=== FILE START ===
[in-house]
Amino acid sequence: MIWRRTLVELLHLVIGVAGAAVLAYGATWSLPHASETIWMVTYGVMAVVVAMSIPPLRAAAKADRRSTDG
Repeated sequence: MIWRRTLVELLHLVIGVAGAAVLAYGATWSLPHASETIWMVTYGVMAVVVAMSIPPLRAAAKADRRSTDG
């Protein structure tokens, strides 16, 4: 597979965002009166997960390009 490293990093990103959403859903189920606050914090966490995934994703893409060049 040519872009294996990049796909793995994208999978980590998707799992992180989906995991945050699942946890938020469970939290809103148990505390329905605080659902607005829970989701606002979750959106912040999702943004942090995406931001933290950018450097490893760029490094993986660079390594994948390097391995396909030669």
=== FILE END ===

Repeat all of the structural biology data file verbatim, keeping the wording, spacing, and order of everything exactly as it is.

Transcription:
[in-house]
Amino acid sequence: MIWRRTLVELLHLVIGVAGAAVLAYGATWSLPHASETIWMVTYGVMAVVVAMSIPPLRAAAKADRRSTDG
Repeated sequence: MIWRRTLVELLHLVIGVAGAAVLAYGATWSLPHASETIWMVTYGVMAVVVAMSIPPLRAAAKADRRSTDG
């Protein structure tokens, strides 16, 4: 597979965002009166997960390009 490293990093990103959403859903189920606050914090966490995934994703893409060049 040519872009294996990049796909793995994208999978980590998707799992992180989906995991945050699942946890938020469970939290809103148990505390329905605080659902607005829970989701606002979750959106912040999702943004942090995406931001933290950018450097490893760029490094993986660079390594994948390097391995396909030669």